¿Qué piensa en estos momentos un sirio en las afueras de Damasco, o de Homs, o de Aleppo? ¿Y un iraquí, en los alrededores de Fallujah? Los que no hemos participado en niguna, solemos tener esa idea abstracta de la guerra. Una idea equívoca sin dudas: esa cosa forjada a fuerza de cartón pintado hollywoodense; la creencia en el dolor vinculado al martirio personal en pos de una causa justa. Pásame la metralleta, Billy!
El video, de siete minutos de duración, aparece acá, gentileza de RT: http://rt.com/news/255613-berlin-ww2-aftermath-video. Detenete un segundo en los rostros, la mirada penetrante o huidiza de esos rostros, anclados a cuerpos que sostienen baldes de escombros, clavan adoquines en las veredas, barren fierros retorcidos o caminan sin rumbo definido por las montañas de escombros que alguna vez fueron su ciudad. La nota dice lo siguiente:
Título: Unique historic color video shows Berlin in July 1945
Texto: New footage has emerged of Berlin in the aftermath of World War II. The video, filmed in July 1945, shows famous landmarks like the Brandenburg Gate and the Reichstag in ruins as ordinary citizens try to go about their everyday lives.
The video, shot around two months after the city fell in 1945, shows the utter destruction the German capital underwent during WWII. Berlin had already been divided into four zones by the Allied powers, and signs in Russian had already begun to be erected in the Soviet sphere of influence.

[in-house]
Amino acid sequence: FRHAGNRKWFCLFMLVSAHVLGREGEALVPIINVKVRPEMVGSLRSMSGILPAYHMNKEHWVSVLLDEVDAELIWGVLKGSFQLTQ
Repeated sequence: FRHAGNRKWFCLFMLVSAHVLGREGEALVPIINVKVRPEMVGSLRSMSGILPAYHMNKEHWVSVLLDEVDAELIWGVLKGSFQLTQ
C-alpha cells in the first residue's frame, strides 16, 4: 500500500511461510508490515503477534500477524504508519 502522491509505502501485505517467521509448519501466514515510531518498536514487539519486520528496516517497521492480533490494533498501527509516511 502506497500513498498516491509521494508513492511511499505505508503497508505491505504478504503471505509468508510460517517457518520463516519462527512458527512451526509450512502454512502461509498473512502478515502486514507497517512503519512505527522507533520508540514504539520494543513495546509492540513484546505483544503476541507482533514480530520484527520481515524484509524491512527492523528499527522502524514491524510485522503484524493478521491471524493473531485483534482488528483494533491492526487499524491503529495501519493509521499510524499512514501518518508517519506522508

The footage, some of which had never previously been published, has an almost apocalyptic feel, as the residents of Berlin walk around the streets, despite the debris everywhere to be seen. Trams are already running through Alexanderplatz as a mix of soldiers and civilians try to get from A to B.
Towards the end of the video, aerial footage shows the sheer destruction of the Unter den Linden Boulevard, leading away from the Brandenburg Gate. Buildings and blocks of flats were razed, while rubble and burnt out cars littered the surrounding area.
The video was uploaded by Konstantin von zur Muehlen, who founded Chronos Media in 2001. It has access to historic film footage, which includes over 7 million meters of film roll dating back over a century. Its material from its archives has been purchased and exchanged around the globe.